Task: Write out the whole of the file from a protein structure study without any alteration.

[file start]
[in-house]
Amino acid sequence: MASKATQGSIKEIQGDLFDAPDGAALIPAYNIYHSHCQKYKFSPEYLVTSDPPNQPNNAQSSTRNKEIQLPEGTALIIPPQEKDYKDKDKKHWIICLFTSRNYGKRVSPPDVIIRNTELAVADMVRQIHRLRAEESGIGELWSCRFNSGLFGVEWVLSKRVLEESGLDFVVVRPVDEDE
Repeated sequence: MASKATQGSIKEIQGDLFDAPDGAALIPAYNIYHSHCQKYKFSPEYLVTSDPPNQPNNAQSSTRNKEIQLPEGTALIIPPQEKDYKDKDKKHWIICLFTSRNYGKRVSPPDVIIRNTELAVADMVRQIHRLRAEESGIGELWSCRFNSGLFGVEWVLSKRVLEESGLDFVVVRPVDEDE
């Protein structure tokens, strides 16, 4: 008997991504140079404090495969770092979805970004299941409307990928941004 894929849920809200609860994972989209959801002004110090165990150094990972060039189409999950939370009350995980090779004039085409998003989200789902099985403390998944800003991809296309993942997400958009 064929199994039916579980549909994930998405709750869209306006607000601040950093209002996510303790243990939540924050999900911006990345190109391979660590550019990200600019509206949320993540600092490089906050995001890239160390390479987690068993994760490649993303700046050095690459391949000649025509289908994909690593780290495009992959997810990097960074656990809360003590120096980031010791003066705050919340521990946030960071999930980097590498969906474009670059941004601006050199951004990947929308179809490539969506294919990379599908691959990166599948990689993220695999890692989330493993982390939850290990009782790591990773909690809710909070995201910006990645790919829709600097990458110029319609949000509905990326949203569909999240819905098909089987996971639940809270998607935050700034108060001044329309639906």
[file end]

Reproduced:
[in-house]
Amino acid sequence: MASKATQGSIKEIQGDLFDAPDGAALIPAYNIYHSHCQKYKFSPEYLVTSDPPNQPNNAQSSTRNKEIQLPEGTALIIPPQEKDYKDKDKKHWIICLFTSRNYGKRVSPPDVIIRNTELAVADMVRQIHRLRAEESGIGELWSCRFNSGLFGVEWVLSKRVLEESGLDFVVVRPVDEDE
Repeated sequence: MASKATQGSIKEIQGDLFDAPDGAALIPAYNIYHSHCQKYKFSPEYLVTSDPPNQPNNAQSSTRNKEIQLPEGTALIIPPQEKDYKDKDKKHWIICLFTSRNYGKRVSPPDVIIRNTELAVADMVRQIHRLRAEESGIGELWSCRFNSGLFGVEWVLSKRVLEESGLDFVVVRPVDEDE
């Protein structure tokens, strides 16, 4: 008997991504140079404090495969770092979805970004299941409307990928941004 894929849920809200609860994972989209959801002004110090165990150094990972060039189409999950939370009350995980090779004039085409998003989200789902099985403390998944800003991809296309993942997400958009 064929199994039916579980549909994930998405709750869209306006607000601040950093209002996510303790243990939540924050999900911006990345190109391979660590550019990200600019509206949320993540600092490089906050995001890239160390390479987690068993994760490649993303700046050095690459391949000649025509289908994909690593780290495009992959997810990097960074656990809360003590120096980031010791003066705050919340521990946030960071999930980097590498969906474009670059941004601006050199951004990947929308179809490539969506294919990379599908691959990166599948990689993220695999890692989330493993982390939850290990009782790591990773909690809710909070995201910006990645790919829709600097990458110029319609949000509905990326949203569909999240819905098909089987996971639940809270998607935050700034108060001044329309639906």